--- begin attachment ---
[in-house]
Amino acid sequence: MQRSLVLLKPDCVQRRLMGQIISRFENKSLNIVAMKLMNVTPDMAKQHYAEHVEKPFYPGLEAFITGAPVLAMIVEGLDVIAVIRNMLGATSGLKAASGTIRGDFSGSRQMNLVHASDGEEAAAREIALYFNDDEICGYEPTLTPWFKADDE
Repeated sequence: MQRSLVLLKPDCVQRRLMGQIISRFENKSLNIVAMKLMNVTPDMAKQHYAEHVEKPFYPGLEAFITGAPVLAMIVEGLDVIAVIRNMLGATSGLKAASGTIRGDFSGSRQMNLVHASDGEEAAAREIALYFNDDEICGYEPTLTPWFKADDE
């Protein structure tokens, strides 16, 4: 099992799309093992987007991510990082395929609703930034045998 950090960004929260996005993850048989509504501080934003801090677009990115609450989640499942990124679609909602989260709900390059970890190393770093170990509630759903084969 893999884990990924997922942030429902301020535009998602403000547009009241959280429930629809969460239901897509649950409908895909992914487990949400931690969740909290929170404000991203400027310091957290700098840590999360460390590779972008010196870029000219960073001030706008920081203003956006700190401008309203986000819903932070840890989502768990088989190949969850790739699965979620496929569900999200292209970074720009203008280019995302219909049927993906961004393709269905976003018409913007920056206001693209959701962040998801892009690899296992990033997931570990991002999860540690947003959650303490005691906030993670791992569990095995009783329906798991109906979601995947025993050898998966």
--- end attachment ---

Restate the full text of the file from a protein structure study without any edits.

[in-house]
Amino acid sequence: MQRSLVLLKPDCVQRRLMGQIISRFENKSLNIVAMKLMNVTPDMAKQHYAEHVEKPFYPGLEAFITGAPVLAMIVEGLDVIAVIRNMLGATSGLKAASGTIRGDFSGSRQMNLVHASDGEEAAAREIALYFNDDEICGYEPTLTPWFKADDE
Repeated sequence: MQRSLVLLKPDCVQRRLMGQIISRFENKSLNIVAMKLMNVTPDMAKQHYAEHVEKPFYPGLEAFITGAPVLAMIVEGLDVIAVIRNMLGATSGLKAASGTIRGDFSGSRQMNLVHASDGEEAAAREIALYFNDDEICGYEPTLTPWFKADDE
């Protein structure tokens, strides 16, 4: 099992799309093992987007991510990082395929609703930034045998 950090960004929260996005993850048989509504501080934003801090677009990115609450989640499942990124679609909602989260709900390059970890190393770093170990509630759903084969 893999884990990924997922942030429902301020535009998602403000547009009241959280429930629809969460239901897509649950409908895909992914487990949400931690969740909290929170404000991203400027310091957290700098840590999360460390590779972008010196870029000219960073001030706008920081203003956006700190401008309203986000819903932070840890989502768990088989190949969850790739699965979620496929569900999200292209970074720009203008280019995302219909049927993906961004393709269905976003018409913007920056206001693209959701962040998801892009690899296992990033997931570990991002999860540690947003959650303490005691906030993670791992569990095995009783329906798991109906979601995947025993050898998966």